An extreme makeover for water

by Nozella Brown
If it’s hot and muggy, staying hydrated is a must. But do I have to drink water? The kids whine, even the grown kids.

Telling them all the benefits of water—lower cost, fewer calories, increased energy, improved digestion and other health rewards- doesn’t help. They say plain water is boring.

This is especially true when there are so many sweeter options on the market—fruit drinks, sports drinks, soda pop, and vitamin water. Besides adding a slice of lemon, is there any other way to spruce up this liquid asset so it can compete with its unhealthy alternatives?

For refreshing, healthy coolers, here are a few ideas that you can add to a 12-16 ounce cup of water:
• Fresh or frozen berries
• Fresh or frozen pineapple, cantaloupe, mango or watermelon chunks or puree
• Crushed fresh peppermint, spearmint or lemon balm leaves; add a teaspoon of sweetener if desired.
• Half cup of 100 percent fruit juice
• Ice cubes made of 100 percent fruit juice or fruit puree
• Lime slices alone, or with basil, mint leaves or cucumber slices
• Chopped apples and cinnamon sticks

Or, use your creativity and discover your family’s favorite extreme water makeover. You’ll be hydrated all summer and be closer to a healthier lifestyle.

Nozella Brown, who holds a doctorate in education, is a Family and Consumer Science educator for Kansas State Research and Extension, Wyandotte County. She would love to hear your ideas. Email her at For more recipes visit Like the Facebook page at and follow on Twitter @WyCoSnapEd.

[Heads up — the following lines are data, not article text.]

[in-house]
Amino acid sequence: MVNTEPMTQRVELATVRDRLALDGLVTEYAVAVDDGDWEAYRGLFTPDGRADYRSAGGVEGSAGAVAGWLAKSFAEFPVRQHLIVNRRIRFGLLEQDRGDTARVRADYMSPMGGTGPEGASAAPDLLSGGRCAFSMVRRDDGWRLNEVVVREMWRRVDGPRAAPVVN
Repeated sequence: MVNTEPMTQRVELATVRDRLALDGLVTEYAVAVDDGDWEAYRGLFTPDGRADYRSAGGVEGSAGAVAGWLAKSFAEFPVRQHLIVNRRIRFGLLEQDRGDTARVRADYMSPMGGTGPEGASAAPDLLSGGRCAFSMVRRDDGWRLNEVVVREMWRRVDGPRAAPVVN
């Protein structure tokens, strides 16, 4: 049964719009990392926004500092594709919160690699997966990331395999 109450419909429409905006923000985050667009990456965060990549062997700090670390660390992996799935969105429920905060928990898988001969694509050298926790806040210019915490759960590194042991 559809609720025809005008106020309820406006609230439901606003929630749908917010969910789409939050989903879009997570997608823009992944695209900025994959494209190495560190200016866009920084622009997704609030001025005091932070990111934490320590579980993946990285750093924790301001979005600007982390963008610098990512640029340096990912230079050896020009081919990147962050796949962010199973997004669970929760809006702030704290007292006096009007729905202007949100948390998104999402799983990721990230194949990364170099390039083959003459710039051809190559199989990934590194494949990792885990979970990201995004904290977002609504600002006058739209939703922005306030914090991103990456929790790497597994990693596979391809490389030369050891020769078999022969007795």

Coolest Minty H20
Makes: 8 1–cup servings
2 quarts cold water
1 cucumber, peeled and sliced thinly
3/4 cup of fresh mint leaves
1 lemon or lime thinly sliced (optional)
Wash hands and countertops. Put mint in empty pitcher and mash with wooden spoon. Add cucumber slices and water. Put pitcher in refrigerator an hour. Strain mint and cucumber and serve. Use lemon as a garnish for each serving, if desired.
Nutritional information for each serving: 10 calories, 0.1g total fat, 0g saturated fat, 0g trans fat, 0mg cholesterol, 2.1g carbohydrates, 0.8g fiber, 0g sugars, 10mg sodium, 0.5g protein, 7% Vitamin A, 4% Vitamin C, 2% calcium, 10% iron.

KCKCC receives three grants to help fund Saturday Academy

The Saturday Academy program at Kansas City Kansas Community College recently received three grants. (KCKCC photo)

by Kelly Rogge
Kansas City Kansas Community College is the recipient of three grants that will go toward funding its long-running Saturday Academy program.

More than 150 students in middle and high school from the Kansas City, Kan., Public Schools participated in the Saturday Academy during the 2013-2014 academic year.

The academy was originally founded in 1999 to increase minority involvement in the health and science and STEM (Science, Technology, Engineering and Mathematics) careers. Ninety-six percent of the more than 200 academy graduates have entered colleges and universities, with 68 percent choosing careers as STEM majors.

The Saturday Academy is part of a bigger program called the KCKCC Urban Academy. This program includes a Youth Leadership and Development Corps and a Summer Science Residential Academy at the University of Kansas, along with the Saturday Academy.

“Almost 300 students apply for a spot in the Saturday Academy every year,” said Edward Kremer, dean of the Division of Mathematics, Science and Computer Technology at KCKCC. “We see this as a pipeline to get students into college. Of the students that graduate from the Saturday Academy, they receive between $150,000 and $500,000 in scholarships, sometimes even more than that.”

KCKCC was awarded a $25,000 grant through the Kansas Health Foundation’s Recognition Grants program. The Recognition Grants program expands the Kansas Health Foundation’s support to a broad range of health-related organizations throughout the state of Kansas.